Archives for the month of: November, 2014

A colleague, Craig Mahler, shared this article earlier today. Having worked with a variety of boards over the past year and a half, I am pleased to see this level of attention paid to their role. My observation is that individual board members either accept everything that comes from the administration or are skeptical and don’t believe much of anything. Typically, neither position is based on being knowledgeable or truly engaged.

What do you think?

One of the common questions I have been asked during my trek to 20+ clients over the past two years involves the financial performance statistics institutions should be shooting for. That is, what are the benchmarks that typify the better-performing colleges and universities? Here is a rundown of twenty, based on my numerous visits:

1. GAAP-based change in unrestricted net assets (surplus) = or > 4% of operating revenue
2. Long-term debt equaling less than 50% of annual operating revenue
3. Debt service (principal and interest) not to exceed 5% of operating revenue
4. Non-student revenues (primarily donations and investment returns) of at least 12% of operating revenue. (Student revenues include tuition, fees and auxiliary revenues)
5. Non-traditional student revenues equaling or exceeding 40% of overall net tuition and a net contribution from non-traditional operations of at least 40% after facility and overhead costs.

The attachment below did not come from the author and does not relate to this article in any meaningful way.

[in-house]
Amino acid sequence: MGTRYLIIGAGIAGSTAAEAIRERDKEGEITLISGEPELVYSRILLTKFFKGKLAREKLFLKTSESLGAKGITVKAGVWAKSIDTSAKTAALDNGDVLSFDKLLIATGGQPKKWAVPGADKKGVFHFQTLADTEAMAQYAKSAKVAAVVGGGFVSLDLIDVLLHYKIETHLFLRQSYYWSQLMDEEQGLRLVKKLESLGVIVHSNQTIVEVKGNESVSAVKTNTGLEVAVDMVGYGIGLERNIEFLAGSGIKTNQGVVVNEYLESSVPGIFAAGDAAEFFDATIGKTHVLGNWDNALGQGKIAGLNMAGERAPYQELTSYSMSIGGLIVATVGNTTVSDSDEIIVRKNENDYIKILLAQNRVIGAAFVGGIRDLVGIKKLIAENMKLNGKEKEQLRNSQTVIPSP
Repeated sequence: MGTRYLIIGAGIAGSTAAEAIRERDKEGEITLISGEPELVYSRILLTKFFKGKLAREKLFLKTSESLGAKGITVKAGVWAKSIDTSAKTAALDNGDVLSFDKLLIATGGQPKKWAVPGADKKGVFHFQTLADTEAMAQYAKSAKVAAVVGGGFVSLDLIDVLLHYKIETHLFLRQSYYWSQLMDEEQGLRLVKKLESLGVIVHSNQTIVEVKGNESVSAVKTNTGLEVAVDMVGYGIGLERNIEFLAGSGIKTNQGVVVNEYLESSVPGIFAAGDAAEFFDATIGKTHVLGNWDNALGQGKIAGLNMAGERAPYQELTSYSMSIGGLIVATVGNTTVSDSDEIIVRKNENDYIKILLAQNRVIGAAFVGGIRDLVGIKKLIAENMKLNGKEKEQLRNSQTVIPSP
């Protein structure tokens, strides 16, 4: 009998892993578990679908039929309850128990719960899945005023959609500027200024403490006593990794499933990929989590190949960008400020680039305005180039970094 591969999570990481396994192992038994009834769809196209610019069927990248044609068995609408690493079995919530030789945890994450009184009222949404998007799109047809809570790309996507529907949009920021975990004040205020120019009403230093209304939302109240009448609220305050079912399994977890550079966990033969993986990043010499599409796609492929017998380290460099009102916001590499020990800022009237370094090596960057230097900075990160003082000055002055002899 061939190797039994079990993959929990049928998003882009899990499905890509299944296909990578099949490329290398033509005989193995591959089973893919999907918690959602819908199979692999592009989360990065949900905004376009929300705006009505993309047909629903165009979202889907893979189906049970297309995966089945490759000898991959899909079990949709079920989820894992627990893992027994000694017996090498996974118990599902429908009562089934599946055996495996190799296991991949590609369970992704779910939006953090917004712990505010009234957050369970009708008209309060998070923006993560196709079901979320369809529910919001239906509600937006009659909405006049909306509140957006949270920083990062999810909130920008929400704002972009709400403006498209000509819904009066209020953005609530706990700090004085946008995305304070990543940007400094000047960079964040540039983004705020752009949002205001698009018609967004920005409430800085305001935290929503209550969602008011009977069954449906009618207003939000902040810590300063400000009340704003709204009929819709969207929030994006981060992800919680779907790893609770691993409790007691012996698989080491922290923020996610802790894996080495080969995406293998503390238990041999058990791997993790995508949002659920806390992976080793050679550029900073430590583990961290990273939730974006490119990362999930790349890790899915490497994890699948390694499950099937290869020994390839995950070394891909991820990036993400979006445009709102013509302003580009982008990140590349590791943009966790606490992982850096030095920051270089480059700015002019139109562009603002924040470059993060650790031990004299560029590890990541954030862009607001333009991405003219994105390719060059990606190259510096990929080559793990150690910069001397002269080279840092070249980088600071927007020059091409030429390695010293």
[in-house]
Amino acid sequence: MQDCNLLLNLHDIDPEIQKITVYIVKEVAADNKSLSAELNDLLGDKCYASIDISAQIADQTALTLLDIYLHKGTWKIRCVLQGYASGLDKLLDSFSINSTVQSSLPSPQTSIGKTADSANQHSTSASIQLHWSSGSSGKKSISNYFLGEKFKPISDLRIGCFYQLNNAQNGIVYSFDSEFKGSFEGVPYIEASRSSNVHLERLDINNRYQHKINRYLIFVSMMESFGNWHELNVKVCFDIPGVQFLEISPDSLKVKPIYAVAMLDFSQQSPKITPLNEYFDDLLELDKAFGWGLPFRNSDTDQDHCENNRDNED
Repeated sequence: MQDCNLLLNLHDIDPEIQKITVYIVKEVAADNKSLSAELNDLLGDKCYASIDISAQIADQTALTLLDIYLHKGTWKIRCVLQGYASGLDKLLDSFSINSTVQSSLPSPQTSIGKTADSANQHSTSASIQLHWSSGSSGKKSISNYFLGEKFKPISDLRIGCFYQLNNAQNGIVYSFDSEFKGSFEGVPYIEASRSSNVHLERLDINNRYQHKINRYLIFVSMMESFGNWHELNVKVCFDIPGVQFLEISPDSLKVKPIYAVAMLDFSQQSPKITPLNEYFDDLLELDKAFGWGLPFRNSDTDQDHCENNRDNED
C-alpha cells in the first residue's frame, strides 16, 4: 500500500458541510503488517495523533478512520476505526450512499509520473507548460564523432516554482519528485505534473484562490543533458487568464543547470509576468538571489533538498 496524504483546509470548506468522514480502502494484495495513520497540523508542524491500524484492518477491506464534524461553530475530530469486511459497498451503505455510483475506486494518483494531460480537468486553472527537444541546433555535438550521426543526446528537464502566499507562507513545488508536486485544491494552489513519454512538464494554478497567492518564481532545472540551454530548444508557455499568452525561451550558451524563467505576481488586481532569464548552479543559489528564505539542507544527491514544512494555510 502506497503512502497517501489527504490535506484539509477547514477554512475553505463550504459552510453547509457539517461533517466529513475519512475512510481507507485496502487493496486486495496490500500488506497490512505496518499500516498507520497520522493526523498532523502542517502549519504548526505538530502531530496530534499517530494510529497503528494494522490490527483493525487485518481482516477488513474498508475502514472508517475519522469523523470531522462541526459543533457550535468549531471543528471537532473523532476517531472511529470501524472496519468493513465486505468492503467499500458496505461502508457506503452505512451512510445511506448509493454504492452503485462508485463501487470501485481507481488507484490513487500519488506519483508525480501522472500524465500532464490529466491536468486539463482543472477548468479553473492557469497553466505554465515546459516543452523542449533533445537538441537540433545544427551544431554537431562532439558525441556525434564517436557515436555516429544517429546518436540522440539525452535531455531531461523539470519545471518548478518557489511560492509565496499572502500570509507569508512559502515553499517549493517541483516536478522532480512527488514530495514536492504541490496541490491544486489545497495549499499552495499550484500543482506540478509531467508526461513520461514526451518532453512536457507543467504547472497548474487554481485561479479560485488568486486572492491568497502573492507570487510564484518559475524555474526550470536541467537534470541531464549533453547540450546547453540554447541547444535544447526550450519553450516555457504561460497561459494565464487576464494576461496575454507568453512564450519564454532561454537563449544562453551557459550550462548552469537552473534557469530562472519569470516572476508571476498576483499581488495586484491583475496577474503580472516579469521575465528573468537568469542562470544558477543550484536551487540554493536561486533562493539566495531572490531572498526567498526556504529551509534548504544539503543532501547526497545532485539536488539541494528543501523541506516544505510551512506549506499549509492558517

6. Incoming student discount percentage not to be more than three percentage points greater than returning student discount. (ie new student = 46% and returning student = 43%)
7. Average non-traditional class size equal to or exceeding 15 students
8. 85% of non-traditional classes taught by overload or adjuncts.
9. Total salary and benefit costs not to exceed 65% of total operating expenses.
10. A Student to faculty ratio of 17 to 1 or greater with no more than 15% of traditional classes having less than ten students in them.
11. Faculty makeup: 50% Instructors and Asst. Professors, 30% Associate and 20% Full Professors.
12. No more than five percent of overall faculty load assigned to non-teaching appointments
13. Student receivables not to exceed 1.5% of annual student revenue at year end.
14. Matching 403(b) contribution of at least 6%
15. Annual bonus dedicating at least 20% of operating surplus toward summer payment to on-going employees (end of July payout).
16. Budget contingency of at least 2% of revenues.
17. Separate capital budget from operating budget.
18. Capital spending plus principal payments exceeding 120% of annual depreciation expense.
19. Formal five-year forecast with pro-forma balance sheet, income statement, cash flows and ratios, supported by solid (defensible and owned) revenue projections.
20. Budgeting based on the lower end of the range of revenue expectations, with the uncoupling of budgetary assumptions from revenue goals for enrollment, financial aid and advancement (departmental goals exceeding budget)

Keep in mind, these are not hard and fast rules. For instance, your institution may have royalty income that far exceeds the 12% threshold for non-student revenues. That kind of performance can cover a multitude of weaknesses in other categories.

Provided you are able to deliver the above statistics, chances are pretty good you will have a healthy institution that can sustain the hard times that are before us.

Have anything to add to this list?